- Soil Association
- Our Work In Scotland
- Food for Life Scotland
- How Food for Life Scotland can work with your business
- Coronavirus: Brakes credits resilient supply chains for its crisis response
Coronavirus: Brakes credits resilient supply chains for its crisis response
"This experience should remind the whole food and drink industry how creative and resilient wholesalers can be.”
- Lockdown restrictions saw a drop in demand from the hospitality industry for foodservice wholesalers Brakes, but a surge in other categories, such as healthcare.
- The company has joined forces with Bidfood to support a government initiative delivering weekly boxes of supplies to many of those in the highly vulnerable shielded community.
- Many of the problems that hit the retail sector were felt across the foodservice industry. However, the situation is now stabilising.
- Chris Boyle, Public Sector Channel Head, cites resilient supply chains and a creative, adaptable business model as key to surviving the crisis.
Image: Working in conjunction with Bidfood, Brakes have delivered over one million weekly care packages to those in the vulnerable shielding community across the UK since lockdown began.
In common with the rest of the foodservice industry, the unpredictability and speed of the lockdown created challenges for foodservice wholesaler Brakes in fewer customers, increased waste, and a rapid need to control costs. However, with an offer spanning catering and cleaning supplies as well as fresh, dry, and frozen produce, the impact was felt differently across the business. “At a category level, we’ve seen an incredible acceleration in non-food interest”, says Chris Boyle, Public Sector Channel Head at Brakes Scotland. “There’s been a surge in demand in healthcare and in our convenience business, Country Choice, as well as in hygiene products, and packaging to facilitate takeaway services.”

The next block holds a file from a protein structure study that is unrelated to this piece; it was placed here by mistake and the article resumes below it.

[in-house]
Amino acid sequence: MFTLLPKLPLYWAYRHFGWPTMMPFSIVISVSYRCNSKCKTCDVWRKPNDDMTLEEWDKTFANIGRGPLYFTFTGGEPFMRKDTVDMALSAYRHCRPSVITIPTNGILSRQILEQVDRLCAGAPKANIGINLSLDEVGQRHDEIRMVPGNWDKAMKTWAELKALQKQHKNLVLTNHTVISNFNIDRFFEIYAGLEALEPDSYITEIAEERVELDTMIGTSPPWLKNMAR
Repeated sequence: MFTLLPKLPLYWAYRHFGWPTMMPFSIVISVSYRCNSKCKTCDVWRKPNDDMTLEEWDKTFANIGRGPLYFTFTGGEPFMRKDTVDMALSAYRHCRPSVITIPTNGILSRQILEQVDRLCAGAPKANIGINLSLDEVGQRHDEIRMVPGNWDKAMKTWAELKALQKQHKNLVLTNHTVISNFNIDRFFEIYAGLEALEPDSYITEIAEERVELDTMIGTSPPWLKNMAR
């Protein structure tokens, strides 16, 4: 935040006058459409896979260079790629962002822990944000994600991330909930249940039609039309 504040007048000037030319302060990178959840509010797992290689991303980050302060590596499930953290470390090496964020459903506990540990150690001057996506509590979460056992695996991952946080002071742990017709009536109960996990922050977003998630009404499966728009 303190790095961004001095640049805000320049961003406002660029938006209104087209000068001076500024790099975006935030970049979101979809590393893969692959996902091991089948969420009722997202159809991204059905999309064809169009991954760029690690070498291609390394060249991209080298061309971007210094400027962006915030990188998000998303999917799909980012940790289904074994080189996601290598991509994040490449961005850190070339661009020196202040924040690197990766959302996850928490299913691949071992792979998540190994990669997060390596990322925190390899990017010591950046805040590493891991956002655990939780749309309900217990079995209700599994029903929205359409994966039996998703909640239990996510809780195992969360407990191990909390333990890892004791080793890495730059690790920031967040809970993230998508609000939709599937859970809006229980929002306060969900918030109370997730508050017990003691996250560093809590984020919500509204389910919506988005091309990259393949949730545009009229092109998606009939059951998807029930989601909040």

To manage the uncertainty, Brakes sought a rapid and definitive response. “We prioritised activities that have a ready market,” says Chris. “So, for example, we agreed listings with major supermarket and convenience chains like Sainsbury’s, Iceland and Co-op, and you can see our Brakes brands sitting proudly alongside more typical grocery brands and own label products.”
But, while it may have changed, the public sector foodservice market has by no means disappeared for Brakes. Indeed, the company has been at the forefront of one of the most high-profile initiatives of the crisis: the weekly care packages delivered to the highly vulnerable shielded community.
Joining forces to protect the vulnerable
Working in collaboration with Bidfood and the Scottish Government, a care box of food and essential products was created for delivery to those people who were shielding. Chris describes the speed with which the initiative was put together by the partners: “In nine days we planned, designed and operationalised the service. Across Great Britain we’ve now delivered more than a million of these boxes.”
“It’s been a truly humbling and uplifting experience,” says Chris. “For many of the vulnerable this is the first person they have seen in weeks. The doorstep reaction can be very emotional as people are so relieved to be getting supplies. Our box pickers and packers and drivers are profoundly motivated and connected to this mission to help their local communities and serve those most in need.”